Scuba diving Marine finds his true calling
Nicholas Foster found the ideal blend of sustainability science and technical training at USC. (Photo: Eric Lindberg)

Scuba diving Marine finds his true calling

USC Dornsife environmental sciences major Nicholas Foster started diving for fun while serving in Hawaii with the Armed Forces. Now, he hopes protecting the ocean will go from a passion to his life’s work. [4 min read]
ByEric Lindberg

Nicholas Foster peered through his diving mask at the colorful reef teeming with sea creatures and spotted something glaringly out of place: a plastic shopping bag.

The Marine sergeant had come to a popular dive site known as Three Tables on Oahu’s North Shore to indulge in his scuba diving hobby during his downtime. While stationed in Hawaii, he had also started volunteering at beach cleanup events, so he glided forward to collect the bag and recycle it later.

Then he realized something was caught inside. As he carefully cut away the plastic, a light-blue striped fish wriggled free. But before darting off, it turned and met his gaze for three or four seconds. 

An appreciation for sea life prompted Foster to pursue a degree in environmental studies at USC. (Photo: Courtesy of Nicholas Foster)

“I had this heart-to-heart moment with this fish,” Foster said. “In my mind, he was saying thank you. That’s kind of where it really solidified that I wanted to be part of a solution.”

That flicker of inspiration reinforced his decision to go into a career in ocean research and protection after completing his Marine Corps service. Foster, now 26, is set to graduate this spring from the USC Dornsife College of Letters, Arts and Sciences with a bachelor’s degree in environmental studies.

“I want to explore regions of the ocean that no one has ever seen before,” he said. “I want to measure the greater impact we’re having that we don’t even understand yet. And ultimately, I’d like to clean the ocean of plastics.”

Scuba hobby turns to lifelong passion

Drawn to discipline and service, Foster joined the Marine Corps after high school. Alongside his swell of patriotism, Foster wanted to explore the world. He got his wish: While based in Hawaii with the 1st Battalion 12th Marines at Kāneʻohe Bay, he deployed throughout the Pacific, with stops in Okinawa, Thailand, Guam and the Philippines.

At each locale, he strapped on his flippers, oxygen tanks and other diving gear to explore the fascinating world below the ocean’s surface.

Despite discovering his love for all things aquatic, Foster wasn’t sure about his path after military service. While training in Twentynine Palms in the desert near California’s Joshua Tree National Park, Foster told an officer about his predicament. The officer’s advice: Go check out USC. Foster took some leave time and headed west to tour the campus. 

“Immediately, something clicked: This is where I want to go to school, absolutely,” he said.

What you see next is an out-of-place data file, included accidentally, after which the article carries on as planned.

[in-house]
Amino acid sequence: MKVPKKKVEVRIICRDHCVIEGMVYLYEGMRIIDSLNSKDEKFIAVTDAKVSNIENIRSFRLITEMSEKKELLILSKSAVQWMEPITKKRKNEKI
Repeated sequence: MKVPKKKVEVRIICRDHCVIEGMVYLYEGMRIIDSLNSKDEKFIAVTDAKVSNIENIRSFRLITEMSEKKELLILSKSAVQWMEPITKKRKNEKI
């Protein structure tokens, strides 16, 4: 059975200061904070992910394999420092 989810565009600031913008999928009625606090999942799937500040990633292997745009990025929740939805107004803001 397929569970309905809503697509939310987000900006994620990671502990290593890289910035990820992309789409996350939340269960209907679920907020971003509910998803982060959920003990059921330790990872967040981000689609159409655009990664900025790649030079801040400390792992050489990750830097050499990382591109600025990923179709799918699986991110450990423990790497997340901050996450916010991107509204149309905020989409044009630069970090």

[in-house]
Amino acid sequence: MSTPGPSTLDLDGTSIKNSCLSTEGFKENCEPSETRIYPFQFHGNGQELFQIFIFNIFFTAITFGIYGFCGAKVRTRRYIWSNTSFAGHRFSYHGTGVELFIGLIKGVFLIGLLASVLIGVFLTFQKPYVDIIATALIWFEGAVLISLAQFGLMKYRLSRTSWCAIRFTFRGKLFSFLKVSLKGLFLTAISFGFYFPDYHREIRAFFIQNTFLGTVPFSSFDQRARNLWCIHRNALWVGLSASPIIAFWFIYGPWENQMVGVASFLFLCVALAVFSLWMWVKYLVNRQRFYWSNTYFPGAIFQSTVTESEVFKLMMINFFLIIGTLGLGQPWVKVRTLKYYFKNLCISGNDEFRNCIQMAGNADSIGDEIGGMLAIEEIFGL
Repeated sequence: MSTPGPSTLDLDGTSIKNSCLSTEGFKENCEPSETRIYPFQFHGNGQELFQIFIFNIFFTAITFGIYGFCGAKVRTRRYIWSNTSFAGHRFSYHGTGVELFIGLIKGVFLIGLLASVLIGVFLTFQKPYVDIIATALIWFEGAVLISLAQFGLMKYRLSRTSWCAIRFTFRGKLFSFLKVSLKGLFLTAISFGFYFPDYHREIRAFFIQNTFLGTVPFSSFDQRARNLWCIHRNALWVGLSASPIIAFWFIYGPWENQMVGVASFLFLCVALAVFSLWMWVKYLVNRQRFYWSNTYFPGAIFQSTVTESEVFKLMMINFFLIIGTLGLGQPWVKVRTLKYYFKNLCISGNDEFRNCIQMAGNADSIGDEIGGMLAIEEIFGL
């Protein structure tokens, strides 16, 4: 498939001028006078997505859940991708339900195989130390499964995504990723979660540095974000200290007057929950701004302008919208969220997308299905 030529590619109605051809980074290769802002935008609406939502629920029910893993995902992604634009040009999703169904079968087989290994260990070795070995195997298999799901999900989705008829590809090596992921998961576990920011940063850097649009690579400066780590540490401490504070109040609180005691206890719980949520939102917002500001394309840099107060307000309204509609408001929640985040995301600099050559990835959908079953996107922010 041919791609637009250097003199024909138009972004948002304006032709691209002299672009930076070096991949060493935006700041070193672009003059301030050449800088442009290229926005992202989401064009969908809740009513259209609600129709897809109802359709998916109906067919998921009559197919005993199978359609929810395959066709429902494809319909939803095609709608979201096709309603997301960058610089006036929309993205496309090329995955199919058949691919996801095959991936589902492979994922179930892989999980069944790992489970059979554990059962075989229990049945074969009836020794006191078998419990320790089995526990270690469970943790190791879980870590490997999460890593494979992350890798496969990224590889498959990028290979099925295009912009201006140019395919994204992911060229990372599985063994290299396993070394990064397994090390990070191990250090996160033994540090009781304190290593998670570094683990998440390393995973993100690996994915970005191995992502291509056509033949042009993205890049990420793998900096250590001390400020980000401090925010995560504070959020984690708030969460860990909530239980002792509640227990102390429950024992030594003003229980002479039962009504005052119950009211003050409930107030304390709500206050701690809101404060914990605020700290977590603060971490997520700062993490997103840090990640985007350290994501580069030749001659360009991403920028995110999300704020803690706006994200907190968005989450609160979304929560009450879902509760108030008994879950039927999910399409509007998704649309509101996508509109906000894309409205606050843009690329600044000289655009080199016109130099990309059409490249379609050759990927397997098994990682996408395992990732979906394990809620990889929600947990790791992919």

Foster put his scuba diving skills to use as a research diver with USC Dornsife’s Wrigley Institute for Environmental Studies.(Photo: Courtesy of Nicholas Foster)

Soon after enrolling, on the advice of USC ocean researcher Jill Sohm, he looked into the USC Wrigley Institute for Environmental Studies.

He discovered the institute’s scientific diving program based at Catalina Island and made sure he met all the requirements to become a research diver. Through USC Sea Grant, he connected with other underwater researchers and began scuba diving to survey areas of the ocean floor, measuring vegetation cover and marine life.

Undergrad blends sustainability and technical skills to protect the ocean 

Although it felt great to be using his diving abilities in a scientific way, Foster sensed that something was missing.

Advice from another military friend proved fortuitous. Foster’s mentor in the Marines told him about a family member who was pursuing his master’s degree in the Spatial Sciences Institute at USC Dornsife. The institute’s scientists use advanced mapping and data analysis techniques to address global challenges like climate change and poverty. Intrigued by their new minor in GIS and sustainability science, Foster signed up to be in the first cohort.

He is now using his spatial mapping skills with USC Sea Grant to build a 3D model of rocky reefs in a protected habitat at Catalina Island called Blue Cavern. Using a remotely operated vehicle outfitted with a GoPro camera, he gathers underwater images to monitor algae growth. By stitching those images together on his computer, he’ll create a digital map of the region to assess the effects of temperature change and pH levels on ocean vegetation over time.

Foster plans to use his spatial analysis abilities and knowledge of the ocean ecosystem to tell powerful stories that prompt change at the policy level. 

 “The more I discover, the more I see what I can do with these skills,” he said, “and that’s what really motivates me.” 

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